Know Snow and Ice
Know Snow and Ice
Think it doesn't snow in Arizona? Think again!
Before You Travel
You and your vehicle must be prepared for driving in wintry conditions, including snow, ice and freezing temperatures.
- Plan your travel route in advance.
- Notify someone of your route, destination and projected arrival time.
- Fill your fuel tank and try to keep it at three-quarters full. Running out of gas — especially in a remote location — is extremely dangerous during winter conditions.
- Visit Arizona Traveler Information, download the AZ 511 app or dial 511 for updated road and weather conditions.
Preparing your Vehicle
Make sure your vehicle is in good working condition by paying special attention to the battery, ignition and exhaust systems, thermostat, defroster, heater and brakes. Take these precautions as well:
- Use snow tires, chains or studded tires as recommended, required or both on snowy, icy roads. Studded tires are permitted on Arizona highways from Oct. 1 to May 1.
- Make sure the antifreeze in your radiator can handle freezing temperatures.
- Install new windshield wiper blades and solvent.
- Ensure your headlights, taillights, brake lights and turn signals work well and can be seen if visibility is low.
- Change your motor oil to a winter grade.
"Must-Haves" for Every Vehicle
Never drive into snowy, icy or cold conditions without a fully-charged cell phone, drinking water and winter coats, warm blankets or both. Consider keeping these items available too:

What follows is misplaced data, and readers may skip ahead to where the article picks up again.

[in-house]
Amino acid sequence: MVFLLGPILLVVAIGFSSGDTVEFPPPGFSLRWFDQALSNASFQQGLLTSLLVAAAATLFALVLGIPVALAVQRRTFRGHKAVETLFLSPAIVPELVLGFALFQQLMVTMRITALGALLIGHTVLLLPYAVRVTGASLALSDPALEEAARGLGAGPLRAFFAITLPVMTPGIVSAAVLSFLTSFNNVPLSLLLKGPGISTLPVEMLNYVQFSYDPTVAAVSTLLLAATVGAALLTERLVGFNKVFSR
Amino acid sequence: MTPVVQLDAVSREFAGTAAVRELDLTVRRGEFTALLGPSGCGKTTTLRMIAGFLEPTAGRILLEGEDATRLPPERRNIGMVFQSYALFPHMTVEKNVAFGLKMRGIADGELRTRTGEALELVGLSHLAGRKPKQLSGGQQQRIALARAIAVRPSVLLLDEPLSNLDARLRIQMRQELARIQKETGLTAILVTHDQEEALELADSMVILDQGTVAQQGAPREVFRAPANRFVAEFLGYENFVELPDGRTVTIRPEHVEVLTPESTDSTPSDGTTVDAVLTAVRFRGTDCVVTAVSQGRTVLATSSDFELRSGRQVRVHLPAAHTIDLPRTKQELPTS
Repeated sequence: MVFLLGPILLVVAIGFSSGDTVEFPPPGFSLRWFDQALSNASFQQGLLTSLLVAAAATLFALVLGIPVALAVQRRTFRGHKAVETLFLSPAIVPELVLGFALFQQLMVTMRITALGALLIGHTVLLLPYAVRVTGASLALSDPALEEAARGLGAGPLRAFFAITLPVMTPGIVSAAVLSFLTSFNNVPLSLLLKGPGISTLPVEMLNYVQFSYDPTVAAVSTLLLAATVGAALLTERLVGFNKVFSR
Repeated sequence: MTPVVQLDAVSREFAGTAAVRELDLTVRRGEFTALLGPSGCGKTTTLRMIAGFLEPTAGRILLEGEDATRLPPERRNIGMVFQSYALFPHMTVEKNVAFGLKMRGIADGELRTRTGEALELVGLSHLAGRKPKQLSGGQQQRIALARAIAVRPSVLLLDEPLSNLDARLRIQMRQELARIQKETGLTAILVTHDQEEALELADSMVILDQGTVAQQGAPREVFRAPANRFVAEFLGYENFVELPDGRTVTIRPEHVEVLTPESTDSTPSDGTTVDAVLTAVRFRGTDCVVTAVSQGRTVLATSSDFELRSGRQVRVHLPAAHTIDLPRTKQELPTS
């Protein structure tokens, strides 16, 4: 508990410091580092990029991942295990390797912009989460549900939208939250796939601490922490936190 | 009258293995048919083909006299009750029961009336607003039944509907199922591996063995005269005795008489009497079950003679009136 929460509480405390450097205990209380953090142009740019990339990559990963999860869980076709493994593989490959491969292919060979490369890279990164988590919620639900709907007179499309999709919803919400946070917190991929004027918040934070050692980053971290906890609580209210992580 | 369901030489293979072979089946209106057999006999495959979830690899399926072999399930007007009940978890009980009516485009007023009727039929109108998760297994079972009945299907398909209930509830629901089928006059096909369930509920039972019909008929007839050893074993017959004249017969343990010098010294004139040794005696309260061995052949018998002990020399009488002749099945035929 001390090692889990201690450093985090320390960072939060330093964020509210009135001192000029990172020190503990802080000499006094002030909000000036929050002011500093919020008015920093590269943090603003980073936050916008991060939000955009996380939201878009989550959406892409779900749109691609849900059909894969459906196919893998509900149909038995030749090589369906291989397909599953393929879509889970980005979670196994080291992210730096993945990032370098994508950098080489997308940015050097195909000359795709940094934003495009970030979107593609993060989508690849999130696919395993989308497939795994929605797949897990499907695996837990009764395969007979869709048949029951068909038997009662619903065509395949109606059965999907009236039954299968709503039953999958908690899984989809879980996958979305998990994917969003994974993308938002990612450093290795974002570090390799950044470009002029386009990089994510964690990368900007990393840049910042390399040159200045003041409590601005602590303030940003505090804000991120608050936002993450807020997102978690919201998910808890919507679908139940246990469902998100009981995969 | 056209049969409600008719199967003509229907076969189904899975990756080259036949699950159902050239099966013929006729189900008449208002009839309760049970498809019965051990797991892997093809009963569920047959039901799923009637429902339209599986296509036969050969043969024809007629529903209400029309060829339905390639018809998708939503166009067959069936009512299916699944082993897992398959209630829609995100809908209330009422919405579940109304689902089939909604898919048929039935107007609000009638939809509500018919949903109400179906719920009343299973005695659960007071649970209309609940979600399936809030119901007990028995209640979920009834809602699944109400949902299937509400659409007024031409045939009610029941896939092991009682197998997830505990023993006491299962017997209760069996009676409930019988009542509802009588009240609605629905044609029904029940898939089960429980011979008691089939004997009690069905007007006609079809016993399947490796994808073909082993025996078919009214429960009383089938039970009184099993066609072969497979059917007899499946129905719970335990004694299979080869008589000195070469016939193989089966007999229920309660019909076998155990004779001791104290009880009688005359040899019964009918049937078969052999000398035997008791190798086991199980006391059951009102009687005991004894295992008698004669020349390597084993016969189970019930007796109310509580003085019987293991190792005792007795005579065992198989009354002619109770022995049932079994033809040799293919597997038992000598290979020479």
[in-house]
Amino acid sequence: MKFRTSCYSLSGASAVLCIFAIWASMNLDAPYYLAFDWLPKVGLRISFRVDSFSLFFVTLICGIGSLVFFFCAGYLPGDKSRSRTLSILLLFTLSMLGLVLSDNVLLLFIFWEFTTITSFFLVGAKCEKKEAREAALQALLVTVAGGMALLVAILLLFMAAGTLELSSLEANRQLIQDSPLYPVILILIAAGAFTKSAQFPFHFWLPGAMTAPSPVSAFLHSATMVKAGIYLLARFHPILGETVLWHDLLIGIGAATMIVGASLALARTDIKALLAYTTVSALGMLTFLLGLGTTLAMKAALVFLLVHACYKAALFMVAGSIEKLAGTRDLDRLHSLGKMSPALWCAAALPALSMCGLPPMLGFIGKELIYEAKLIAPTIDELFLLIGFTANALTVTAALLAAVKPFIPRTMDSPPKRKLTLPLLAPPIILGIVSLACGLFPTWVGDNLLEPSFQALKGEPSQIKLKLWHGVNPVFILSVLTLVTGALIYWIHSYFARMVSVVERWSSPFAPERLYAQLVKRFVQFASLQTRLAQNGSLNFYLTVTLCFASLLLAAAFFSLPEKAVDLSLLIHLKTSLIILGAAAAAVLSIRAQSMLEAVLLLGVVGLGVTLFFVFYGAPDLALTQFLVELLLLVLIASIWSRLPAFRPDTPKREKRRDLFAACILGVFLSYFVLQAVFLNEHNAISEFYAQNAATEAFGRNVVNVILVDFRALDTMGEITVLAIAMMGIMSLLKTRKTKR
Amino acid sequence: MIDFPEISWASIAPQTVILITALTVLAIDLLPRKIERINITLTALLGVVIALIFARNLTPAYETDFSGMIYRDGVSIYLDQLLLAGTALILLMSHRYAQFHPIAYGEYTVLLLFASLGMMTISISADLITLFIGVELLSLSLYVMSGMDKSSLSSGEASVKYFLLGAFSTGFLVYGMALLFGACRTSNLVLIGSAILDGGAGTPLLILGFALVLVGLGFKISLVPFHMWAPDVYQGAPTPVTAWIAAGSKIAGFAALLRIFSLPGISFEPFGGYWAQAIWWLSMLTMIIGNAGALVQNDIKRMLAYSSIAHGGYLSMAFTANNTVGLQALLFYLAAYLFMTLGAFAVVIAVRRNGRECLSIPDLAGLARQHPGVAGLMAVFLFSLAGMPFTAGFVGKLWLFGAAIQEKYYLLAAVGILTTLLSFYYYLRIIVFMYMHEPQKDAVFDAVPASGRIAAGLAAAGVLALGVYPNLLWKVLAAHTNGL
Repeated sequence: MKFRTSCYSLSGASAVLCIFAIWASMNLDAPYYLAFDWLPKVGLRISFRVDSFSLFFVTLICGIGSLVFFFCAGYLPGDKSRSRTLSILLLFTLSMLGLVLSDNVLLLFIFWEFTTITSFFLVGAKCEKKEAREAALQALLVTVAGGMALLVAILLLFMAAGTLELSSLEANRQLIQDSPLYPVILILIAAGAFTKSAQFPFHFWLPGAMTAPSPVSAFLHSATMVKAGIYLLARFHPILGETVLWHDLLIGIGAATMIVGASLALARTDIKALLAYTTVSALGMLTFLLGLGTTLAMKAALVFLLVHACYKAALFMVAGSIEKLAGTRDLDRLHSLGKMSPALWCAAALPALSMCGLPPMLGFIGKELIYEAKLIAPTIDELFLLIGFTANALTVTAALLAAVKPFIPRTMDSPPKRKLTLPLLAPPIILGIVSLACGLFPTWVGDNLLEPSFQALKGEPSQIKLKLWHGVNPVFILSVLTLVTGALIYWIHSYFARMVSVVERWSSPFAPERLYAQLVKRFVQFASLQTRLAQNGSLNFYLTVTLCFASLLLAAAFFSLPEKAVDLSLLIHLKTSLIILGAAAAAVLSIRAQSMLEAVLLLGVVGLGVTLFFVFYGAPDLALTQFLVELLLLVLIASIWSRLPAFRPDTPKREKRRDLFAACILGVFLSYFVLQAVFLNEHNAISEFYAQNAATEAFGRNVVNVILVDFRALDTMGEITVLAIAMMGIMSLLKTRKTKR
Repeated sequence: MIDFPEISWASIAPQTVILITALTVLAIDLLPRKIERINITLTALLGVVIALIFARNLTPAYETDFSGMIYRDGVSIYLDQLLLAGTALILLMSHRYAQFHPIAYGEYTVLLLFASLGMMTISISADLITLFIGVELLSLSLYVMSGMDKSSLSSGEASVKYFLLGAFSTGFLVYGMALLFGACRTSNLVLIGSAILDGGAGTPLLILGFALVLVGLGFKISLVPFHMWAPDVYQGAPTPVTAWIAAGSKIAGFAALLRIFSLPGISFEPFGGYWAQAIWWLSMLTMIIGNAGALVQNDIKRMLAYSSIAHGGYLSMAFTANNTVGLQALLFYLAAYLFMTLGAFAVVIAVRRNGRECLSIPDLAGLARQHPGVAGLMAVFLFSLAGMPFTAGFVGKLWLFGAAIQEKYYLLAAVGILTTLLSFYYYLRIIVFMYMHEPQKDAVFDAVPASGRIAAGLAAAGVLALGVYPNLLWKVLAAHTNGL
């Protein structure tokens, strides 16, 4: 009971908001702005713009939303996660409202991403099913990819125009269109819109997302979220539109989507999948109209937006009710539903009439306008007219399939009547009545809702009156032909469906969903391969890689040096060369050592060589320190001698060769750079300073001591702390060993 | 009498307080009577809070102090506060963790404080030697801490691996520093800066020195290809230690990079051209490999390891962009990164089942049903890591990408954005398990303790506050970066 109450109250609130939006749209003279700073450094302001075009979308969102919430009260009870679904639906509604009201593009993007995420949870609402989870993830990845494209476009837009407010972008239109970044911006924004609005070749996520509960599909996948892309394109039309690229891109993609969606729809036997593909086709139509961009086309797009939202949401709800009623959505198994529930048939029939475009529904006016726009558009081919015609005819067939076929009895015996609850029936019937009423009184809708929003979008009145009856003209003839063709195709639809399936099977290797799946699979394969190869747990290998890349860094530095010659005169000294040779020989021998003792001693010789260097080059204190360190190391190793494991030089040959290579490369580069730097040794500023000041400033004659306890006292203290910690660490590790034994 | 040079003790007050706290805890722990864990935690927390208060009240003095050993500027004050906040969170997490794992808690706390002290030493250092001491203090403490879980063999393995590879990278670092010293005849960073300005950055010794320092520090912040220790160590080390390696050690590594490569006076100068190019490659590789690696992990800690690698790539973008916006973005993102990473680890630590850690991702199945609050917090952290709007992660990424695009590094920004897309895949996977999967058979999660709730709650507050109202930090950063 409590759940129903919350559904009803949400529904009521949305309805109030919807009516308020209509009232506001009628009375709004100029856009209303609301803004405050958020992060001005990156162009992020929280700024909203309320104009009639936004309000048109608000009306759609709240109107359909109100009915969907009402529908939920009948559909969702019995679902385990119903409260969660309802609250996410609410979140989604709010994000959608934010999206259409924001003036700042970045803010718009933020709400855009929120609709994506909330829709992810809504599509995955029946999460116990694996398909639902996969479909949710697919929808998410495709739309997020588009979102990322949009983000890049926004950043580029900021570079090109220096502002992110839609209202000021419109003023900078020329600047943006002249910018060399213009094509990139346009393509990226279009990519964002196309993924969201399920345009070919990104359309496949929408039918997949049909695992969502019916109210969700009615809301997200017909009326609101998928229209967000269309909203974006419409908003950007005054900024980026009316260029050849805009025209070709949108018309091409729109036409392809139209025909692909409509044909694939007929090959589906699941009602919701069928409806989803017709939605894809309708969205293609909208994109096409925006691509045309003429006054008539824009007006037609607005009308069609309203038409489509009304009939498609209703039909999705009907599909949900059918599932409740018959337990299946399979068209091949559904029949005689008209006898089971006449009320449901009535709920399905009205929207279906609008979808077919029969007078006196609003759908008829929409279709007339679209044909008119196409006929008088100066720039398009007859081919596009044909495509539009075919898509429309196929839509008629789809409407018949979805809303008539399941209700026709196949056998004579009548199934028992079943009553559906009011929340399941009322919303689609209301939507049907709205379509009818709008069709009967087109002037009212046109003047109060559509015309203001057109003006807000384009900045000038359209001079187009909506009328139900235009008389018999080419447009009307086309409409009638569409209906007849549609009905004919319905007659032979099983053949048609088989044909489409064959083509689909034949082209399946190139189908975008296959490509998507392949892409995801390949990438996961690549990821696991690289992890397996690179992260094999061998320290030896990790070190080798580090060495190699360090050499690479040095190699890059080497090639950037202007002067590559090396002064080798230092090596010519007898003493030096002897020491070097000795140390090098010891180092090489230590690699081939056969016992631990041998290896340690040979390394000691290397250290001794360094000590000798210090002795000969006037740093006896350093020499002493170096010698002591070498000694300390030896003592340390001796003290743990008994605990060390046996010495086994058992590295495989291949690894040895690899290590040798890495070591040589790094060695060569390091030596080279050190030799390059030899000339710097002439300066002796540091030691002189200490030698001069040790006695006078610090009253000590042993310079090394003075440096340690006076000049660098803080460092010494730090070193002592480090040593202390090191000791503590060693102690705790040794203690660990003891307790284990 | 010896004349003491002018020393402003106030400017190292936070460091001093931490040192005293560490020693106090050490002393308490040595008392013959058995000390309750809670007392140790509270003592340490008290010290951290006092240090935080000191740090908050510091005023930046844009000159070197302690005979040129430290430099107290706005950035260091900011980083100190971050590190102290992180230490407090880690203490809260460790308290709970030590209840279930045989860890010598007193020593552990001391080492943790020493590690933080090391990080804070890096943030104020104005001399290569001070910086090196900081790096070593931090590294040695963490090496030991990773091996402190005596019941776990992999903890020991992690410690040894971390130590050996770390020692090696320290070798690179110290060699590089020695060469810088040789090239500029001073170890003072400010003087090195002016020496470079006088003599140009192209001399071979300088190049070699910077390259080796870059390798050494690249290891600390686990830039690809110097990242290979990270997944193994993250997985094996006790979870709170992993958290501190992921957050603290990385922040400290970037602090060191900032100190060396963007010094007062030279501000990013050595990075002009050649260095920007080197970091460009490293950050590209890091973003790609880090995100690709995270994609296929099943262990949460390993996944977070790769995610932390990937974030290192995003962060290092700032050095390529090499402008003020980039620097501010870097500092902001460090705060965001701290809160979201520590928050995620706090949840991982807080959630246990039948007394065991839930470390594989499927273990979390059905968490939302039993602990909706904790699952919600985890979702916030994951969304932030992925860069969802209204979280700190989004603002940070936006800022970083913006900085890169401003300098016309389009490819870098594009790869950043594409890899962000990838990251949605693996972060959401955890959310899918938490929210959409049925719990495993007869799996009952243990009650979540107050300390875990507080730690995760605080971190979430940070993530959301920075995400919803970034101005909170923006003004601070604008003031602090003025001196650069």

- Gloves, scarves, caps and extra socks
- Necessary prescribed medication(s) and pain relievers
- A first-aid kit
- A flashlight with extra batteries
- An ice scraper
- A small bag of sand (or kitty litter) for wheel traction
- A small folding shovel for snow removal
- A travel tool kit and battery cables
- Safety flares
- Plastic bags or containers for sanitation
- Healthy snacks
- A road map
Driving on Wet or Slippery Roadways
Drive for conditions: slower speed, slower acceleration.
Crashes or Other Situations Requiring Emergency Assistance
- Dial 911.
- If possible, move the vehicle out the travel lanes into a safe area.
- Attend to all medical needs in a safe place if possible; also, find a safe place to call for roadside assistance.
- If your vehicle becomes nonoperational, raise the front hood and activate its flashing hazard lights to signal to other drivers and emergency responders that it is disabled
Stalled or Stopped Vehicles
If possible, do not stop in or near travel lanes. Stop in a safe area where the vehicle can be serviced or removed. Do not stay in or close to a disabled vehicle.
Respect the Plow!
- Never pass a snowplow! Slow down and be patient.
- Stay at least four car lengths behind snowplows and equipment. Plowed snow can create a cloud that reduces visibility, and spreaders on trucks throw salt or sand that can damage your vehicle.
- Watch for snowplows operating in multiple travel lanes or in tandem.
- If approaching an oncoming snowplow, slow down and give the plow extra room.